But the part of the documentary that was most poignant to me was when it talks about the propensity of the medical field to instill fear in women to convince them they don't know how to birth. 'You don't know what you're doing, therefore I am going to tell you how this is going to go'. We've lost confidence in our body's ability to have a baby without a doctor/ without drugs/ or whatever we believe. But we fear birth. This is something we were made to do. Or at least I definitely was with my big old birthing hips. The reason so many pregnant women say 'I am definitely getting an epidural' is because they have been taught that birth is too painful for them to handle. Now I don't sit here and think that I am going to push a giant baby out of my hoohaa and feel absolutely no pain. It is more that I know I can handle it (for those of you who are skeptics, refer to my friend Katie's hypnobirthing site. She will be training me in this technique, she has used it twice and she swears by it. If you haven't heard of it before definitely look into it for your own birth). Okay, but that is more of my decision to have a natural birth. Thousands of women want to have a natural birth. Obviously "The Business of Being Born" introduces the idea of home birth. At first I watched it alone. This was before we were pregnant and I figured Andy wouldn't be all that interested in it. When he got home that night I turned to him and said 'I have a documentary I want you to see. You don't have to watch it now, but it is making me consider a home birth'. He rolled his eyes and gave me the 'how much bigger of a hippie can you be? But then he surprised me, he watched it, right then and there. And what was more surprising, he was on board! From there I started asking questions and I started reading.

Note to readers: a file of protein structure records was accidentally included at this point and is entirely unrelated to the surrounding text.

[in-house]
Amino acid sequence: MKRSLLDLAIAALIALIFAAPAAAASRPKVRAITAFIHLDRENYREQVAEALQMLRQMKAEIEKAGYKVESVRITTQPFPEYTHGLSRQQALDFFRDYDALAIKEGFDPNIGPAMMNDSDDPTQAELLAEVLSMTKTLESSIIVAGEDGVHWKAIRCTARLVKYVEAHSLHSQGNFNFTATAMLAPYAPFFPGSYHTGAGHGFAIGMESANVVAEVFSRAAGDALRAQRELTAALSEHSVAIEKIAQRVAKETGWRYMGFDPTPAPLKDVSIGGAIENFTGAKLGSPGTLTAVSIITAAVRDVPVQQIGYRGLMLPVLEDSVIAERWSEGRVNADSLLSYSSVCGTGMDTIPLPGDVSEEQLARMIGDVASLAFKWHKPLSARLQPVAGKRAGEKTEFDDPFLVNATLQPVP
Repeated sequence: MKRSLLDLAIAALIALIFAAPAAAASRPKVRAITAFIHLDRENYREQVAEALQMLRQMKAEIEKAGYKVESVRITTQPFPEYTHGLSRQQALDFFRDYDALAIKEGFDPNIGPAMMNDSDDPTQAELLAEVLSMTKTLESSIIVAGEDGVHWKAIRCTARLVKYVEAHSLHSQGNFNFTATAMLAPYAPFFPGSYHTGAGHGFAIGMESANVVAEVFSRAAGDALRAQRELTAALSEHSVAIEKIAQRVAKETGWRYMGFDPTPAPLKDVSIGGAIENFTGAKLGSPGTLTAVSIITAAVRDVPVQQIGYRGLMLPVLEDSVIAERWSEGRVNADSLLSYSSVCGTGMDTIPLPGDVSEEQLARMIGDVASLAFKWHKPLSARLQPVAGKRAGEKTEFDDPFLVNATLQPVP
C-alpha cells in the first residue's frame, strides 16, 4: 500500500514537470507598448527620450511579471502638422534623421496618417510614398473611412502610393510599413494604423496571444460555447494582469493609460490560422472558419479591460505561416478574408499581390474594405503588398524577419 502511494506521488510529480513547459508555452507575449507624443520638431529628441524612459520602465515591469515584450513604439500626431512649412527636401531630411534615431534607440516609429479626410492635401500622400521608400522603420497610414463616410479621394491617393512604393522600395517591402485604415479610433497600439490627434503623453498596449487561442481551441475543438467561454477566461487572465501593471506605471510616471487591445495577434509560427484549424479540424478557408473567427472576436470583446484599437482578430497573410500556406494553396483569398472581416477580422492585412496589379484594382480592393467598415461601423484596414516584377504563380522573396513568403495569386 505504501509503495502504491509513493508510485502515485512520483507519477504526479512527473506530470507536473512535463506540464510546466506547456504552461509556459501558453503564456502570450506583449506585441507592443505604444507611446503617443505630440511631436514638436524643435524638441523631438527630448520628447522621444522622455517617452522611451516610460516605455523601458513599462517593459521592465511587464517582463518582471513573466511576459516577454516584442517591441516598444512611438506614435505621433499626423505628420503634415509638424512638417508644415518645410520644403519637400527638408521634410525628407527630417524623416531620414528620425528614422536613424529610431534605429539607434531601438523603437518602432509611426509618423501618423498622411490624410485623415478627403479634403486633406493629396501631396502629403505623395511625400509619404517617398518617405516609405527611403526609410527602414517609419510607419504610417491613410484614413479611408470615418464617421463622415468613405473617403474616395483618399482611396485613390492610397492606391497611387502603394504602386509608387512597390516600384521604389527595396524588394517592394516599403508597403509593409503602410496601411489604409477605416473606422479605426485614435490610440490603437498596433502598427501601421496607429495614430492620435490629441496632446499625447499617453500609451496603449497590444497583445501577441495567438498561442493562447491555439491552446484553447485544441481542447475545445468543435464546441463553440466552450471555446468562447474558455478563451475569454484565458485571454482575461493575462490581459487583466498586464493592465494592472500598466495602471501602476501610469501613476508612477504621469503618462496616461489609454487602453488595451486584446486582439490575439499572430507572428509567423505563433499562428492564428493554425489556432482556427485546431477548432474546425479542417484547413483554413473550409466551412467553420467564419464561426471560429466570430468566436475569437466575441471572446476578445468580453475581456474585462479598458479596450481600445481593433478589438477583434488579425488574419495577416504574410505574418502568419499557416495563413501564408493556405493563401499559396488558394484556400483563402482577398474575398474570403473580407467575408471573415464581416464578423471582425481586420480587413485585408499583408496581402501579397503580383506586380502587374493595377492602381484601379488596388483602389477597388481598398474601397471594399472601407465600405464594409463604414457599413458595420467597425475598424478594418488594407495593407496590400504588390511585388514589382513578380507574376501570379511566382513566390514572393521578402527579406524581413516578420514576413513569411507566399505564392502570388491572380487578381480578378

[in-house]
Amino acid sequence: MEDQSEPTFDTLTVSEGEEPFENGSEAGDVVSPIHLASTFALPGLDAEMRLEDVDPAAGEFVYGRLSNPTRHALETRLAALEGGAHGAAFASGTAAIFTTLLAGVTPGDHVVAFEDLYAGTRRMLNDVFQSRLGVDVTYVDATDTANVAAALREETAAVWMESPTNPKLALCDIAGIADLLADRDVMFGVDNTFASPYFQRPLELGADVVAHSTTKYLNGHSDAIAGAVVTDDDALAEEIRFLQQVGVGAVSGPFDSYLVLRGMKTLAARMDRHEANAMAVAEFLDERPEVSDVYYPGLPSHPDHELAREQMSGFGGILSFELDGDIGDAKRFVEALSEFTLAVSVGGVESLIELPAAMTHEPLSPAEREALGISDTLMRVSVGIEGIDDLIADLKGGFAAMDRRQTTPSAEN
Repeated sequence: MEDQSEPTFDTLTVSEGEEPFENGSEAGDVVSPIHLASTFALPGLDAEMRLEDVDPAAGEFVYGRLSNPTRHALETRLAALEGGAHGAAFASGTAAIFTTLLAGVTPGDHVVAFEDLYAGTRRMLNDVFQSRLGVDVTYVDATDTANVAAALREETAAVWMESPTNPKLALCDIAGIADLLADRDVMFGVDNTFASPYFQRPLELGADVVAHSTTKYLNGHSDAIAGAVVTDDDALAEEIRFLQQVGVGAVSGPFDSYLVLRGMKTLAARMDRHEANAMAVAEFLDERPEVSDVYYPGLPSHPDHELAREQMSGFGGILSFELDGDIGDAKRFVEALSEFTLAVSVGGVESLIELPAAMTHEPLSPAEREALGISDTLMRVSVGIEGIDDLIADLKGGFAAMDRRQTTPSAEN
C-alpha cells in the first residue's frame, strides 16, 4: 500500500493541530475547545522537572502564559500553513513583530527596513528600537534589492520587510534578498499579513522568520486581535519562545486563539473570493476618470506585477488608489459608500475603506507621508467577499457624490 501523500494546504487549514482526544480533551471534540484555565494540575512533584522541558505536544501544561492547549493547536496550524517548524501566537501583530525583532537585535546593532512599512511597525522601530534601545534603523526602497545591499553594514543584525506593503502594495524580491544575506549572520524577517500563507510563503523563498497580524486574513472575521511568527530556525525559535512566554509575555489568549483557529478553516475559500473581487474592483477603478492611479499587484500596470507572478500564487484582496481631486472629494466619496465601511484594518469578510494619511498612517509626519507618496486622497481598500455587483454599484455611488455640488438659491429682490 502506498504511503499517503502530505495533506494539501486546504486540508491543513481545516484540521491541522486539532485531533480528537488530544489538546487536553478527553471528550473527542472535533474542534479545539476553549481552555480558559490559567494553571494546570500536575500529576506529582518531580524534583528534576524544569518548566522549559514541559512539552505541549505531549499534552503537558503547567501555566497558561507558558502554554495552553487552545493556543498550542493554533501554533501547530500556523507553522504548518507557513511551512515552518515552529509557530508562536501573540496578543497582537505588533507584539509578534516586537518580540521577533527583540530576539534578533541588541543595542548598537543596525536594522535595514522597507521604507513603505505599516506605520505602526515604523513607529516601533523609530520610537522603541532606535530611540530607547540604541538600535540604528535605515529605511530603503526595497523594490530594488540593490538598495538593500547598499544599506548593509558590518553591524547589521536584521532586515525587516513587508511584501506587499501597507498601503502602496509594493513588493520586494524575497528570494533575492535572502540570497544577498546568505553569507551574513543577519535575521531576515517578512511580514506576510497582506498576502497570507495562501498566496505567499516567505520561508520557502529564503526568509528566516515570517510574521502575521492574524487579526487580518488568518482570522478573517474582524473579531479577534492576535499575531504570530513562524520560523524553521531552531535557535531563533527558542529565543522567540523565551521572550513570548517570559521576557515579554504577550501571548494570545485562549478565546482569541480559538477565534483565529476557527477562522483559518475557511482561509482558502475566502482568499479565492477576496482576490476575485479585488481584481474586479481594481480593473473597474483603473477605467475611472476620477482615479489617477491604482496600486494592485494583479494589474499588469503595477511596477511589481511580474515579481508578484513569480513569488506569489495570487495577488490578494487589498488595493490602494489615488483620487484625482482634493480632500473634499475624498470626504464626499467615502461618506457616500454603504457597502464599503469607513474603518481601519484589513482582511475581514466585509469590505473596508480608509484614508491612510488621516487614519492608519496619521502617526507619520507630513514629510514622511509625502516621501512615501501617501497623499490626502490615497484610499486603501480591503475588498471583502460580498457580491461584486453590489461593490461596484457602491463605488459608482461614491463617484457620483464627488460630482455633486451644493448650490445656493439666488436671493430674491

(As I said in the beginning, I don't want this post to alienate or upset anyone. I am not attacking anyone who was given a cesarean or had to be induced or whatever happened during your birth. Sometimes these things are absolutely necessary. I just think medical intervention during birth is much too liberally applied and it often escalates to a level that could have been avoided in some cases if the doctors and nurses would just let the baby come on its own.)